Robertson said it is sometimes a challenge to communicate with the inmates because many have limited reading and writing skills. However, it is this challenge and others that make her position with NCPLS rewarding.
''I enjoy working for NCPLS because of the challenges, the assistance I provide our clients, and the respect I am given by my peers and colleagues,'' she said. ''Each client inquiry and file presents a new set of factual issues that challenge my substantive knowledge and reasoning abilities and stimulate my growth and professional knowledge.''
In addition to her work for NCPLS, Robertson is currently serving as Co-Chair of the North Carolina Paralegal Association's Pro Bono Committee and as Region 2 Director for the National Association of Legal Assistants. In the past, she has served as the President of the NCPA and Chair of the Legal Assistants Division of the North Carolina Bar Association.
''In my opinion, membership in a paralegal association is vital and essential for professional growth and career development,'' she said. ''Paralegal associations are in the forefront in establishing the standards for the paralegal profession through the creation of ethical codes of conduct and national certification examinations. My membership in various state associations and the National Association of Legal Assistants has provided me with information regarding the paralegal profession that I would not have learned elsewhere.''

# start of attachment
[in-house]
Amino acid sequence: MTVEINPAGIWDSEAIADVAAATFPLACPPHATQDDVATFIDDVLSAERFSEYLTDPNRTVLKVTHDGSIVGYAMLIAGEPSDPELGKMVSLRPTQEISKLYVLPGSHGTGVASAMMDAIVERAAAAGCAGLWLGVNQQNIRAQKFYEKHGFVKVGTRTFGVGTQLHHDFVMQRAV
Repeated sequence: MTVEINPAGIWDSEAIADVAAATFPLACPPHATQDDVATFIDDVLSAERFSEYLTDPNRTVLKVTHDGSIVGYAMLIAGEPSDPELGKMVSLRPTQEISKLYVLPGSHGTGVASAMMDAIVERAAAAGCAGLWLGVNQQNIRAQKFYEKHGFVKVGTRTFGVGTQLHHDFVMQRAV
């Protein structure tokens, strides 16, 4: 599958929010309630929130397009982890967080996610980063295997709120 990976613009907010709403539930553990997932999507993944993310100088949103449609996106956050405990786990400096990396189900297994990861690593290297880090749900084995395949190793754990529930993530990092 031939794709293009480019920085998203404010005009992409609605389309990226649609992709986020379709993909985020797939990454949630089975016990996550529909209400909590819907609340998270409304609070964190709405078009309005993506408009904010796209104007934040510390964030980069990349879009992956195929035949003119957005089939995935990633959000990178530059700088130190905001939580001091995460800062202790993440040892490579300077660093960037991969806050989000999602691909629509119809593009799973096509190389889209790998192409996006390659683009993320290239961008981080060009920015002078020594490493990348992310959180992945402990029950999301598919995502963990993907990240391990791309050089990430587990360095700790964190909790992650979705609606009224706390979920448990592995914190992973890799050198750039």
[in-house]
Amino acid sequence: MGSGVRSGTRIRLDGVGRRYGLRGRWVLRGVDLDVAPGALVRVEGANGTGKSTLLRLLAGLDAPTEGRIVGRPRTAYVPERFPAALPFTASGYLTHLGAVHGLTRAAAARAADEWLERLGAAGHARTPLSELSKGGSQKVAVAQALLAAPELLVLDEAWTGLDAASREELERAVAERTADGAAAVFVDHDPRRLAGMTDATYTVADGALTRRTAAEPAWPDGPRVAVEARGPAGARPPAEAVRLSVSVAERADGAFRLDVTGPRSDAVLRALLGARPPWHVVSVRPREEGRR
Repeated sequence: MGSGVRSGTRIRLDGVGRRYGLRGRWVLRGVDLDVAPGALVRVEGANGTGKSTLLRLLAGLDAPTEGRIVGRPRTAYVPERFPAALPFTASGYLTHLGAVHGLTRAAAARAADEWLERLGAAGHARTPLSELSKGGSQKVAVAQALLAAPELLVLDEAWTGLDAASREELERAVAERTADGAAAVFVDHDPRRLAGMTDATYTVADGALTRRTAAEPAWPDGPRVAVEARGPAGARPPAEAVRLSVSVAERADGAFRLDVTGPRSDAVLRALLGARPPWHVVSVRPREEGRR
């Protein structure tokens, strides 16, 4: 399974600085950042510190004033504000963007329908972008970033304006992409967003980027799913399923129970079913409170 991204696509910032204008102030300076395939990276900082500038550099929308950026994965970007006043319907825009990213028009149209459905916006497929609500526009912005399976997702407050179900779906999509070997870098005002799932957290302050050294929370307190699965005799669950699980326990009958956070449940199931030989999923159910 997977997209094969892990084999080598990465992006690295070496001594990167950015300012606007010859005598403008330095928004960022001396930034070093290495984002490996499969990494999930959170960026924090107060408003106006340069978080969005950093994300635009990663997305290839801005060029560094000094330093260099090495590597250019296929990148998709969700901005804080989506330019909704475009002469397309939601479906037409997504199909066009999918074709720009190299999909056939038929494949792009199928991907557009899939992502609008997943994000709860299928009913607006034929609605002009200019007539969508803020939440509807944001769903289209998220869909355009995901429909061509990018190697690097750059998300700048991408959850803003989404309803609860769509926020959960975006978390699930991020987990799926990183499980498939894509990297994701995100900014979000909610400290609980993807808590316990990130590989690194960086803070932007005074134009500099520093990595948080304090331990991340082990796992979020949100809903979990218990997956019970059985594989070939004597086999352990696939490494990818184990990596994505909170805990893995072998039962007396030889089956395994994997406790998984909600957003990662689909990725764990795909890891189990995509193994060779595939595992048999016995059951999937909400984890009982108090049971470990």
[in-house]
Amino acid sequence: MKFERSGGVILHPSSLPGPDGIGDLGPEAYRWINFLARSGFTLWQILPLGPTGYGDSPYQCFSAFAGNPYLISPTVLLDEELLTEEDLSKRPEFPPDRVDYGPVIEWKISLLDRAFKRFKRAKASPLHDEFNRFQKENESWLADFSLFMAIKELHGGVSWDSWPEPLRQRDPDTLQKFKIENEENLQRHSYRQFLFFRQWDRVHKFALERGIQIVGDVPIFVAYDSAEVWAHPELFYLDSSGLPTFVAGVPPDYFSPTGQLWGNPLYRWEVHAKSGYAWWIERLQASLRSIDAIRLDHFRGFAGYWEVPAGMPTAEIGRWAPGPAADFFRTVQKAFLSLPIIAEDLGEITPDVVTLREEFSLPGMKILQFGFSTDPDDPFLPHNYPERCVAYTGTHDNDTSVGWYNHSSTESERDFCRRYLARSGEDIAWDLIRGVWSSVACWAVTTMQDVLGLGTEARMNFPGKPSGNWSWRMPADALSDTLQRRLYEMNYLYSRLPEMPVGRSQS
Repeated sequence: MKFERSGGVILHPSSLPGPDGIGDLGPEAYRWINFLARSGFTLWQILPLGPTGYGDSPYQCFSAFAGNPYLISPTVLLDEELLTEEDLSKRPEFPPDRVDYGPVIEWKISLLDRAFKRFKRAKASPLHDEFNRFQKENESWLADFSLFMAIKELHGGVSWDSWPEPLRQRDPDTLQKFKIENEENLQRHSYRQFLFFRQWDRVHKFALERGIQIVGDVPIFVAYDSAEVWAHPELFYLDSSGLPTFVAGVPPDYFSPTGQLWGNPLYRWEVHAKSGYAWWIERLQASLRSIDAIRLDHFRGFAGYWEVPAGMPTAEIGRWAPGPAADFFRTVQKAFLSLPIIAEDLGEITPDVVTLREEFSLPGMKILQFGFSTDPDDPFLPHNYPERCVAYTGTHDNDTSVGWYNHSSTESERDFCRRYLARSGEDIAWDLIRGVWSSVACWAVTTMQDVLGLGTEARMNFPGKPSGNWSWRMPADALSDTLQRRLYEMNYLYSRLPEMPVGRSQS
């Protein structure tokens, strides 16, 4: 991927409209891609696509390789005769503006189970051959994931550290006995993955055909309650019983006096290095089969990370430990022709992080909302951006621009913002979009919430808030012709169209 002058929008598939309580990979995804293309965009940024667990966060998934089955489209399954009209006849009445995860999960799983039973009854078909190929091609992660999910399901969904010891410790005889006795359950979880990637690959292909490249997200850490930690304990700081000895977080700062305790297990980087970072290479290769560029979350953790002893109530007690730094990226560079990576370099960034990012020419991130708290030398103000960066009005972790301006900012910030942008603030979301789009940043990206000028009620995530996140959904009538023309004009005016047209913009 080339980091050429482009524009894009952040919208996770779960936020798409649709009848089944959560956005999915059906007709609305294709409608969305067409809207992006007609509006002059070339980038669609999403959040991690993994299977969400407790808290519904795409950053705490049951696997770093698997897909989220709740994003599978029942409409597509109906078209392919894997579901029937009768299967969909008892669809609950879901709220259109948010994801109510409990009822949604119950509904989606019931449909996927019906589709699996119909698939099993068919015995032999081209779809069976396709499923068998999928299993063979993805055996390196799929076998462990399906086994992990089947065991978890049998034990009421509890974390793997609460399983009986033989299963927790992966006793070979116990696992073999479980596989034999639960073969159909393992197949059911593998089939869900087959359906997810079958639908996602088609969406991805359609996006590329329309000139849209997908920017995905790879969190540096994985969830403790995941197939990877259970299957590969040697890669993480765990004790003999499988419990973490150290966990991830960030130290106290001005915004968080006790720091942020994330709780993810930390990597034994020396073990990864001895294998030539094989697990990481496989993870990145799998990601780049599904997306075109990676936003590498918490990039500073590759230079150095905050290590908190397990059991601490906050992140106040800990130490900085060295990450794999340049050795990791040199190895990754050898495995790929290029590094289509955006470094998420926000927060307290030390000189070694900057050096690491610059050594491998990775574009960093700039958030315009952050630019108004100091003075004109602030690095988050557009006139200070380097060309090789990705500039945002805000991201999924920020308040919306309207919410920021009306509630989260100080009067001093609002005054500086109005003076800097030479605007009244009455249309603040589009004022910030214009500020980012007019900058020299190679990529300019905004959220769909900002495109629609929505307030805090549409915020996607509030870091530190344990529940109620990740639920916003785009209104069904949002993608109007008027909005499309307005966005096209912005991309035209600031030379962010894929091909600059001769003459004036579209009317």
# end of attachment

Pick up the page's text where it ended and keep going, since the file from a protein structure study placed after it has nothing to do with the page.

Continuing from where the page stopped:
Robertson said it was after her first statewide paralegal association seminar that she realized being a paralegal was more than just another job and began to view it as her career.
''Association membership shows your employer—and your family—that you consider your career a profession and that you care enough about your profession to further your own career development,'' she said.
Robertson also feels that the interpersonal and leadership skills she has learned through the many associations she has been a part of have been instrumental in her growth as a paralegal.
''Another benefit to membership association has been the…leadership skills learned by working as a committee member, committee chair, and in various positions as an officer that have served me well in my job,'' she said. ''My involvement in paralegal associations provided me with a smaller area to learn public-speaking skills and the art of working with others in a group that have carried into my job.''
Robertson, who has been a paralegal for more than 21 years, advises paralegal students to make sure they are prepared before entering the workplace.
''Most employers are now seeking individuals who have earned a four-year degree…and my advice to students would be to continue their education and earn their bachelor's degree,'' she said. ''I would also suggest that students should consider taking the Certified Legal Assistants Exam, sponsored by the National Association of Legal Assistants, upon graduation.''